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Clause 38—(Reckoning Of Unestablished Service)

Volume 465: debated on Tuesday 31 May 1949

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I beg to move, in page 32, line 3, after "1935," to insert:

"and section three of the Superannuation Act, 1887."
This and a number of subsequent Amendments to the Clause all have the same object. I think the House is well aware that when we were dealing with this matter upstairs the Committee came to the conclusion by a narrow majority that the whole of the service should count. We are endeavouring here to make the change.

I would respectfully suggest that we should accept the first two Amendments, which are, I think merely of a drafting character, and take the discussion on the third Amendment, which proposes to leave out certain words inserted by the Standing Committee, for it is upon that Amendment that we on this side shall wish to make a demonstration.

Amendment agreed to.

Further Amendment made: In page 32, line 3, leave out "relates," and insert "relate."—[ Mr. Glenvil Hall.]

I beg to move, in page 32, line 4, to leave out from "shall" to "apply," in line 8.

This matter arises, as my right hon. Friend has said, from a discussion which took place on the Committee stage as a result of which the Government were defeated in Committee and an alteration was made to the Clause. This is a matter in which it is very easy to arouse people's sympathy and, indeed, it is very easy for us all to feel sympathy for the cause. It is a question which arises out of the policies of past Governments who have not seen fit to reckon unestablished service towards established pension. The House will recollect that the Tomlin Commission made an investigation into this subject matter, which was very much discussed as a result of the large amount of unestablished service which originated in the first world war—and discussion was increased by the entrance of a great many ex-Service men on that basis after the first world war.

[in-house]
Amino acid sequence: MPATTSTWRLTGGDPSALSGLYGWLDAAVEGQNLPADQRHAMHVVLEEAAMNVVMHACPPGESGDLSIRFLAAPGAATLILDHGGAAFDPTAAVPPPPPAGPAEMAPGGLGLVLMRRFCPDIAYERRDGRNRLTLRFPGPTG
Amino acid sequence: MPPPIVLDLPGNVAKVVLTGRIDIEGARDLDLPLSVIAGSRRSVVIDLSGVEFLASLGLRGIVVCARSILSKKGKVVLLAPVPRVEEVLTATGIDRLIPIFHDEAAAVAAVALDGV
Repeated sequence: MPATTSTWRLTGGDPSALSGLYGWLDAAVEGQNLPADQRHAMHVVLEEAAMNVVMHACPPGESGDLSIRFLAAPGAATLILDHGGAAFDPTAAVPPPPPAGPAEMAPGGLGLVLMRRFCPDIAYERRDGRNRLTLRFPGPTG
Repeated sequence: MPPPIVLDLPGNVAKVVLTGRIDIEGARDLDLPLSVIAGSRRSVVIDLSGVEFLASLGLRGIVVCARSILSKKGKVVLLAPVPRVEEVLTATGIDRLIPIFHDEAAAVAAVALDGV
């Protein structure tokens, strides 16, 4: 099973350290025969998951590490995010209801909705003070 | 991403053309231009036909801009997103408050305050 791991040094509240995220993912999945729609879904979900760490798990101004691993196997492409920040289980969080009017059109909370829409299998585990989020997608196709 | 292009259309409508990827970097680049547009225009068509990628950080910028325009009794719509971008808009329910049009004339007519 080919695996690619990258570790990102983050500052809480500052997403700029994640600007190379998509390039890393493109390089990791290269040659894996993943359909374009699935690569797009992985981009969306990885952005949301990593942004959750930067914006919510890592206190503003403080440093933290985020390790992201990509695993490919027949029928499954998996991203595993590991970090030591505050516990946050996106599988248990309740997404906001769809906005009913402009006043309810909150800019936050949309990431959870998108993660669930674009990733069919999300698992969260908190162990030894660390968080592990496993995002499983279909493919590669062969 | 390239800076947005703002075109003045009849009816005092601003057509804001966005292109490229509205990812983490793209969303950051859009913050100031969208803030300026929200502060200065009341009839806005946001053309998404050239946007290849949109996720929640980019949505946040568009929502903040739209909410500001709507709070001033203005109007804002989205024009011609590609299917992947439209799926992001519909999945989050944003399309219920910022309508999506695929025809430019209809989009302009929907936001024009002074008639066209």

The Tomlin Commission recommended that the unestablished service, if the performer of that service was subsequently established, should be counted as to half towards the pension which would be earned under establishment. In 1935, a very long time after the problem arose, the Act was passed which, as from 1935, made one half of the unestablished service countable towards the established pension and that state of affairs continued until 1946, when my predecessor decided to extend the period during which unestablished service could count for half back to 1919, the end of the first world war, from 1935. So the situation remains today.

The claim which has been put forward is that, instead of that unestablished service back to 1919 reckoning for one half, it should reckon in total, 100 per cent. That was the effect of the Amendment passed on Committee stage and my right hon. Friend, who was conducting the Bill through the Committee, told the Committee that he would lay the matter before me and acquaint me with the arguments which had been brought forward in the Committee. He has duly acquainted me with them and the Government have considered the situation. Everyone will agree that, broadly speaking, the Bill is a very good advance as a whole in the matter of superannuation of civil servants, but, as in all these matters, there must at any given time be a limit to the amount of advance which can be made.